Social Media Bandwagon: The Case of Alex Jones

Within the last few days, Spotify, Facebook, Youtube, and Apple all made the move to ban Alex Jones, the runner of the conspiracy theory podcast known as Infowars. Apple was the first to make the move, with two days later the other three platforms following suit. This came as a result of months of complaining from general populace, who wanted Alex Jones banned for promoting false information and dangerous lies. And while this is a step in the right direction, it comes in a way that seems cowardly.

But let’s start at the beginning. Why did people want Infowars banned? Initially seen as a funny meme in the beginning, the podcast was quickly recognized as dangerous, spreading misinformation and promoting distrust in real media, arguing that the conspiracy theories presented are actually true. This grew dangerous under the age of “Fake News”, causing people to follow him and believe him, further dividing people over what is actually happening in the country.

This caused people to start pushing to get him off of mainstream social media platforms. People were tired of Alex Jones and his podcast, and wanted him to stop having open access to unsuspecting audiences. People even cited that he was breaking terms of service on multiple platforms in order to try and get him off the normal way, but none of the social media platforms did anything. Despite constant protest and pushing to get him off, not a single platform did anything.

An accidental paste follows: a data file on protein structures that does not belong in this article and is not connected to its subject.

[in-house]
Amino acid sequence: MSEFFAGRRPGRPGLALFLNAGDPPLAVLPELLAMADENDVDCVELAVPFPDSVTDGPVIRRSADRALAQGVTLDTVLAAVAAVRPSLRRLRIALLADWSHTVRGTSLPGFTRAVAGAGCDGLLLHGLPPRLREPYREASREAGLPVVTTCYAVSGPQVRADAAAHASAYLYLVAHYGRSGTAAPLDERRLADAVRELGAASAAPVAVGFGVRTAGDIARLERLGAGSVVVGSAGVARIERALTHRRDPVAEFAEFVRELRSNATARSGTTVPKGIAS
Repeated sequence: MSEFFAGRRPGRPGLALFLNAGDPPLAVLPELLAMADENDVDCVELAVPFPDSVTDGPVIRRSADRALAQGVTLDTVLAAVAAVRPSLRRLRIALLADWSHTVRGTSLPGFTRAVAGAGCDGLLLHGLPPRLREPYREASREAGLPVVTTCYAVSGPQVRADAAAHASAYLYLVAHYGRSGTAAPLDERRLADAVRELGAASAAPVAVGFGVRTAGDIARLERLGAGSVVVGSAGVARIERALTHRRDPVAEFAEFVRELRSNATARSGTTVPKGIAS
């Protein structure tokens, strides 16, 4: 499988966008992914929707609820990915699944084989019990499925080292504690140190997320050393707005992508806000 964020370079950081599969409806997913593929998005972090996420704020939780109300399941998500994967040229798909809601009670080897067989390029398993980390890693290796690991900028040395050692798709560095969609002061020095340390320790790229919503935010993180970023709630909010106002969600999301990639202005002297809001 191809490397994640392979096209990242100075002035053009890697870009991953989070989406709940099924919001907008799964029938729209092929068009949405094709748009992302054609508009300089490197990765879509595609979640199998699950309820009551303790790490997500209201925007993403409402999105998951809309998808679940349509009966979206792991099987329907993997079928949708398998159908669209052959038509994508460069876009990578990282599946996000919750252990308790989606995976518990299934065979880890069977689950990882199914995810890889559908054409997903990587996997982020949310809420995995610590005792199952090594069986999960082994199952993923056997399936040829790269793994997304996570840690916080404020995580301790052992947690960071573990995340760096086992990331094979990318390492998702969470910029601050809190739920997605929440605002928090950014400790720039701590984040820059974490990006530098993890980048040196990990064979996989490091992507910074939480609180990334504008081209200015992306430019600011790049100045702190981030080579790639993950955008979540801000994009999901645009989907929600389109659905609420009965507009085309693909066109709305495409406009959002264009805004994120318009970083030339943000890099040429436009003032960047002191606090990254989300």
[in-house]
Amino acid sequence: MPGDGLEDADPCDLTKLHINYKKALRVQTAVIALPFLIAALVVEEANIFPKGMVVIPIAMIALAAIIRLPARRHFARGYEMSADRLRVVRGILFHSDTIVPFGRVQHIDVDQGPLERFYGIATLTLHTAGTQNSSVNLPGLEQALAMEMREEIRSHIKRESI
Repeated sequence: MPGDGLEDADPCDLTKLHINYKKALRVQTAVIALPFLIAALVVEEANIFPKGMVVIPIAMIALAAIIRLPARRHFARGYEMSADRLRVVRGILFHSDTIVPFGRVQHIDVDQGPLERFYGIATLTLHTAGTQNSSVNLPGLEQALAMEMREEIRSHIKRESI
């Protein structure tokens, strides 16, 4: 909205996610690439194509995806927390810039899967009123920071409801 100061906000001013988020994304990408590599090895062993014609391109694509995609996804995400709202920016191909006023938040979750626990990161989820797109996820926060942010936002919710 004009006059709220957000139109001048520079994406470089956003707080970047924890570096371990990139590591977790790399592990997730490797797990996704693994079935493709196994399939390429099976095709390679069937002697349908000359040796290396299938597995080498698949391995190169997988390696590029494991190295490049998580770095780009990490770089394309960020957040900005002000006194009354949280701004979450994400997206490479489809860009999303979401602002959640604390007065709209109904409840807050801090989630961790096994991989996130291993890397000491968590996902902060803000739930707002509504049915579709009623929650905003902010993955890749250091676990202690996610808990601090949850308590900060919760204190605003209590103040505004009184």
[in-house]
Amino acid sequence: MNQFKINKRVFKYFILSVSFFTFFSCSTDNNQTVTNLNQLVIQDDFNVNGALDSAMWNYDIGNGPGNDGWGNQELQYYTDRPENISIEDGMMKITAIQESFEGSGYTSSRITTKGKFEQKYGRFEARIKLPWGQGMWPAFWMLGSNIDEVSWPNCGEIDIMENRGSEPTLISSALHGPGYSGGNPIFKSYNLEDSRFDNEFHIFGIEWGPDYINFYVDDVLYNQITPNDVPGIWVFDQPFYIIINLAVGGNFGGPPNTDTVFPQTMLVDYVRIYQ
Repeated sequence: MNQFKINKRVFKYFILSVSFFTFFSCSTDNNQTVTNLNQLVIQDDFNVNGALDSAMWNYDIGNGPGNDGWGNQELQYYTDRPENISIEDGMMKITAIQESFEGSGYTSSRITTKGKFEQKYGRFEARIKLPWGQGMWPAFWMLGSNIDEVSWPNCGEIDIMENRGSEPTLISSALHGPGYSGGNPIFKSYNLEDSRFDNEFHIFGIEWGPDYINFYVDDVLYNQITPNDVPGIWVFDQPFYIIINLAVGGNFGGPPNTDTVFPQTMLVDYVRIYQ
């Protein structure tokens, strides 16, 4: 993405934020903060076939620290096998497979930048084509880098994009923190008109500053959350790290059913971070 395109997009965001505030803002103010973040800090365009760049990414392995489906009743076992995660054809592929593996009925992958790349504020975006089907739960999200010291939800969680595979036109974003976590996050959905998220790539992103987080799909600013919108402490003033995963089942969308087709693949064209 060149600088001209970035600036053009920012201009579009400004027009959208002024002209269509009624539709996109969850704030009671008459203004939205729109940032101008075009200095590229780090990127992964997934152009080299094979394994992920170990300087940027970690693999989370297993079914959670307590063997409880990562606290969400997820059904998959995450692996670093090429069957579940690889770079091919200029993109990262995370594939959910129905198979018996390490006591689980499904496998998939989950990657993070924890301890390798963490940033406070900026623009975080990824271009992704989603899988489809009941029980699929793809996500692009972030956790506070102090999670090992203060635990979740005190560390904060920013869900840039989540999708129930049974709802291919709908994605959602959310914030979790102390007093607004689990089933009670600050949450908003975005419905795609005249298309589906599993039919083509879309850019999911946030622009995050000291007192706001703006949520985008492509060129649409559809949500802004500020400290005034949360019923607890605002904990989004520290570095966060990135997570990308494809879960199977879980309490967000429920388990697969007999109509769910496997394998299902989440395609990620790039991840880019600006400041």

That was, until Apple finally decided to cut his app off, and to stop streaming his podcast on Apple Music. Then, seemingly out of nowhere, the other three platforms “found’ that Jones was in fact breaking Terms of Service. Now he’s only on Twitter, saying that the other platforms banned him out of cowardice. The real case is, however, that no one wanted to do anything unless someone else did it first.

Think about it. As good a move as it is, why did it take so long for the platforms to act? Then, when Apple finally banned Jones, why did they move so quickly? Because they’re jumping on the bandwagon.

The thing is, companies don’t really care, unless it will hurt their own public image. So when a big company like Apple moves, of course Facebook (who recently took a major hit over selling information and causing a company to make bot accounts), would want to jump at the opportunity to make themselves look better. And of course Youtube and Spotify would want to as well, in order to prevent losing public face. It does make them look kind of weak.

But at least they did something good. I can’t hate on them too hard, because it wasn’t like they banned someone people actually liked. But it does kind of look sad when companies jump on a bandwagon to keep people on their platform.

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